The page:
A closer look at the new Apple MacBook Air

Apple MacBook Air

Earlier today Apple announced the new MacBook Air, the world’s thinnest notebook according to them, at Macworld 2008. Let’s take a closer look at what you’ll find in it.

The MacBook Air is amazingly thin, measuring no more than 0.16-inch at its slimmest and 0.76-inch at its thickest. Built around a glossy 13.3-inch, widescreen LED backlit display ( resolution: 1280 by 800), the notebook measures 12.8 by 8.94 inches ( 32.5 x 22.7 cm). With its anodized aluminium chassis, it weighs about three pounds. It has a full size backlit keyboard with a built-in ambient light sensor that automatically adjusts keyboard and display brightness for optimal visibility. The oversized trackpad supports multi-touch technology (like the iPhone and iPod touch).

It comes with a USB 2.0 port, a headphone jack, and a micro-DVI port that supports DVI, VGA, composite, and S-video output. These hide behind a port hatch when not needed. Even the MagSafe power connection has been slimmed down. It also features a built-in iSight camera.

The MacBook Air comes with 802.11a/b/g/n Wi-Fi and Bluetooth 2.1+EDR. It does not come with an integrated optical drive but Apple has released a new feature called Remote Disc which lets you wirelessly use or “borrow” the optical drive of a Mac or PC in the vicinity when one is needed. There is an optional MacBook Air SuperDrive as well.

Under the hood, you have a choice of either a 1.6GHz or 1.8Ghz Intel Core 2 processor. It comes with 2GB of 667MHz DDR2 SDRAM and an 800MHz frontside bus, an 80GB 4200-rpm Parallel ATA hard disk drive (with a 64GB SSD option at a hefty premium), and Intel GMA X3100 graphics processor with 144MB of shared main memory.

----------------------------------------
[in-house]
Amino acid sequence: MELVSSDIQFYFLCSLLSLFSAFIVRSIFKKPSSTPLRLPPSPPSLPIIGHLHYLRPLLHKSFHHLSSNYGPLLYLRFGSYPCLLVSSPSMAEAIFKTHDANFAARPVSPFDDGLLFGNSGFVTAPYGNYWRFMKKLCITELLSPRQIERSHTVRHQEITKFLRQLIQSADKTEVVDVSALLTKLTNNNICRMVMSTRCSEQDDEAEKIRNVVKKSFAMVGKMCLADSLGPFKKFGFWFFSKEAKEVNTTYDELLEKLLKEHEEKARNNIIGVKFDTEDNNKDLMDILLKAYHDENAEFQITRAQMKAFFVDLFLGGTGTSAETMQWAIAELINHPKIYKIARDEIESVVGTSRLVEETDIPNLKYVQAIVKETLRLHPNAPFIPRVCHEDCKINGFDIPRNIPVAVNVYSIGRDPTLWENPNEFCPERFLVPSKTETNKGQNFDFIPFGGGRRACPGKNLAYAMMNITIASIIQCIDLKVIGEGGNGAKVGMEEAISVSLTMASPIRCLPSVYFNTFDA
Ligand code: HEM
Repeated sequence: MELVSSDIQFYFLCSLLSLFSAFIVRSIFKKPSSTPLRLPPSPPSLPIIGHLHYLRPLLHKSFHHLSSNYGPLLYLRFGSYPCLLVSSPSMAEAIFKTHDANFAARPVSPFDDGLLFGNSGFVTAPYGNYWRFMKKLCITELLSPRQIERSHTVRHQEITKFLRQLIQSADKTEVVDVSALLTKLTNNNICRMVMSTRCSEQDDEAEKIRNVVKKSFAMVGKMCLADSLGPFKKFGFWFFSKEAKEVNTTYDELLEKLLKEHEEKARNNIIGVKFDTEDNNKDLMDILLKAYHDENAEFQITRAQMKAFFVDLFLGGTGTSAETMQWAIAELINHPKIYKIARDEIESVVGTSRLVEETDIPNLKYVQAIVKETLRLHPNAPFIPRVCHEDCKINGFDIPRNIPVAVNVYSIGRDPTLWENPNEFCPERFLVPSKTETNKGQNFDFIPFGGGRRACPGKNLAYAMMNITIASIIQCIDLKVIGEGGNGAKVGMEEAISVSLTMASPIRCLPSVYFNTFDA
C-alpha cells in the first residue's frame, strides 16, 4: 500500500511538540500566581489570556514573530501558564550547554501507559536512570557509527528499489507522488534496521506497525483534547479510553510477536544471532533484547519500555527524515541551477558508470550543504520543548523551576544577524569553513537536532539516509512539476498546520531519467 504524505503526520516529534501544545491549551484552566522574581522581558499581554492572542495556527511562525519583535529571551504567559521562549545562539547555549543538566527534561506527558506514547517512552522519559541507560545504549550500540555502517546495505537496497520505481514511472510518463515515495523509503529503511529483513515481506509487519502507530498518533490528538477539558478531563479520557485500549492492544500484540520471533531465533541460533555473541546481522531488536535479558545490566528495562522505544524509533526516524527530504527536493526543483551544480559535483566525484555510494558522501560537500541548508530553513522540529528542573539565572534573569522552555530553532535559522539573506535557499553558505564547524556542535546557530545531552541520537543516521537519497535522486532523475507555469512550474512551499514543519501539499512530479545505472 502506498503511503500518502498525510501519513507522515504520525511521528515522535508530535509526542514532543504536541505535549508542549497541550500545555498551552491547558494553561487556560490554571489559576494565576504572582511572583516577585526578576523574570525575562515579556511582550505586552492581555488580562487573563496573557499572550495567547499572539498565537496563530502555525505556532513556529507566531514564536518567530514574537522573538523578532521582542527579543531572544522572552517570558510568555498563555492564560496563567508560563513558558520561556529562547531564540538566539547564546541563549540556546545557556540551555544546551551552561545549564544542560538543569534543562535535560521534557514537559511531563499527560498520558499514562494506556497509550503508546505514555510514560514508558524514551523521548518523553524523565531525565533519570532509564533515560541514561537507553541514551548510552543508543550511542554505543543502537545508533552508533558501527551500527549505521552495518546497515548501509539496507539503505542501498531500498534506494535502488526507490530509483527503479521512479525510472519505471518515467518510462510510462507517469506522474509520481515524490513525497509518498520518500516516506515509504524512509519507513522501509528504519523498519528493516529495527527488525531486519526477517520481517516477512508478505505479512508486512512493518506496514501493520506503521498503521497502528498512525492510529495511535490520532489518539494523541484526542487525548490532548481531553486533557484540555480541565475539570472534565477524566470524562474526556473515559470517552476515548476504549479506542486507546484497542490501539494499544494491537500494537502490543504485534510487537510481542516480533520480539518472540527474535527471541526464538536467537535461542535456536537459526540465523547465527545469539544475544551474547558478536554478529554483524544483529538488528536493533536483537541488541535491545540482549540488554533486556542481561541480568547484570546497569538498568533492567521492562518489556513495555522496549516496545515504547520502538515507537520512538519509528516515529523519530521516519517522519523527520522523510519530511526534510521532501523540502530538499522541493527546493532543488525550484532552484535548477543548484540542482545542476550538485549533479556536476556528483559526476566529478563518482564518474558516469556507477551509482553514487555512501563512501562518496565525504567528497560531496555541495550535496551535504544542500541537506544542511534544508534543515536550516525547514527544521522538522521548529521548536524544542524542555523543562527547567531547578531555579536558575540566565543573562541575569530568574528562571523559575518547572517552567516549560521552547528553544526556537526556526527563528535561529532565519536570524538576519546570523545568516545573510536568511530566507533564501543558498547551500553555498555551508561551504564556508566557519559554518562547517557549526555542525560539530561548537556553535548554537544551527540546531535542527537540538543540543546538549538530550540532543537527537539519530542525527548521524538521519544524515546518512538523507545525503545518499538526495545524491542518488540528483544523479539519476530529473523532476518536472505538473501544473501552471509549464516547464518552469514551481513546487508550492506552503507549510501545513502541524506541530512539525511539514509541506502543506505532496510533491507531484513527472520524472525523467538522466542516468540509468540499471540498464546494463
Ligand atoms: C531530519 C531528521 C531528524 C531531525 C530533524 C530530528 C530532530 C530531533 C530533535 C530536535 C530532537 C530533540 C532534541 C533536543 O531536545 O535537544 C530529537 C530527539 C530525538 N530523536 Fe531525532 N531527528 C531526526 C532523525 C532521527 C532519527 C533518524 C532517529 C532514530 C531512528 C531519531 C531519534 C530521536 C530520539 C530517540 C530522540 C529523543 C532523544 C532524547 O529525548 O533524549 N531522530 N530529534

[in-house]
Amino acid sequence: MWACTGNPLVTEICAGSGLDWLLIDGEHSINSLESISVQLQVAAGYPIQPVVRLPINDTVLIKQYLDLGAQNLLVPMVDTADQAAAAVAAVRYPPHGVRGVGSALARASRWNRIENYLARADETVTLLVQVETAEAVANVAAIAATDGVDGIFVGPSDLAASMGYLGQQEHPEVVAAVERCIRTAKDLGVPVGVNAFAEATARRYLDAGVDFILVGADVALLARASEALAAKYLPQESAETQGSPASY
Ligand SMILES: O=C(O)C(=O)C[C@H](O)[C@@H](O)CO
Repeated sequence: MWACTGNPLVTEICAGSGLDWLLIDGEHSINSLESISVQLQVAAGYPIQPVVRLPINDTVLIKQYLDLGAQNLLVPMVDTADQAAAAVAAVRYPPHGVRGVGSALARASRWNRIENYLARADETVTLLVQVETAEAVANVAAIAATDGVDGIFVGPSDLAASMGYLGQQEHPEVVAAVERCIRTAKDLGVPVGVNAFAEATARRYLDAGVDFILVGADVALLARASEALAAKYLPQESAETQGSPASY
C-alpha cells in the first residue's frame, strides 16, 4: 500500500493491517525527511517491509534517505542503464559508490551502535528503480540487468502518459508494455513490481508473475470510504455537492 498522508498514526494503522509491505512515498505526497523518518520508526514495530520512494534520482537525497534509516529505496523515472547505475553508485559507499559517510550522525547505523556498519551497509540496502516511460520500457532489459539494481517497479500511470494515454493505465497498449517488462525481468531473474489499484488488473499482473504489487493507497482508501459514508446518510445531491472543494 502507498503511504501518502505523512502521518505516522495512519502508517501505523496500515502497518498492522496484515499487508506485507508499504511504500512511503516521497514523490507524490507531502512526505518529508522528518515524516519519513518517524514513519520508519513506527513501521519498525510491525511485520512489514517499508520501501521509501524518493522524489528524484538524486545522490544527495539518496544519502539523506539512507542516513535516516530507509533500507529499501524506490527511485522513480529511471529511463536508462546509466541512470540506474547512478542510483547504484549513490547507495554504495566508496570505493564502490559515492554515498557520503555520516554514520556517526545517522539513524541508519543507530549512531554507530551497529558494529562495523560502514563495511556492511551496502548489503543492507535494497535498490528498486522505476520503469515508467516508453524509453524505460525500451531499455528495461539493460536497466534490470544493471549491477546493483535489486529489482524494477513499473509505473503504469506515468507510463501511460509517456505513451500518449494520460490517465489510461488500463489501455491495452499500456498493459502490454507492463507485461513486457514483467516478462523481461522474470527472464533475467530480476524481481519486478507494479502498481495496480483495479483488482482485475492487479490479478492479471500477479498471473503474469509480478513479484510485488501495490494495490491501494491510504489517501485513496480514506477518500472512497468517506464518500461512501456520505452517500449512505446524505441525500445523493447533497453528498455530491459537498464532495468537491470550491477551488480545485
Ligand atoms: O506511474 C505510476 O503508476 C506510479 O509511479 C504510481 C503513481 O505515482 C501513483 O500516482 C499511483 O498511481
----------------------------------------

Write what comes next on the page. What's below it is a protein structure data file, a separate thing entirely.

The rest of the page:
Apple rates the integrated 37-watt-hour lithium-polymer battery at about 5 hours.

Mac OS X v10.5 Leopard and iLife ’08 are preinstalled.

Not everything is perfect about the MacBook Air. On the downside, the battery is sealed up and is not user-replaceable. And 2GB of RAM better be enough for you as there is no option to increase that later. You also only get one USB port. You may find yourself plugging and unplugging peripherals quite a bit. Lastly, what about that USD$999 premium for the SSD option?

And Apple’s claim that it’s the thinnest notebook ever is debatable. The ill-fated Pedion developed by Mitsubishi and Hewlett-Packard back in 1997 was 18.4mm (0.7244-inch) thick.

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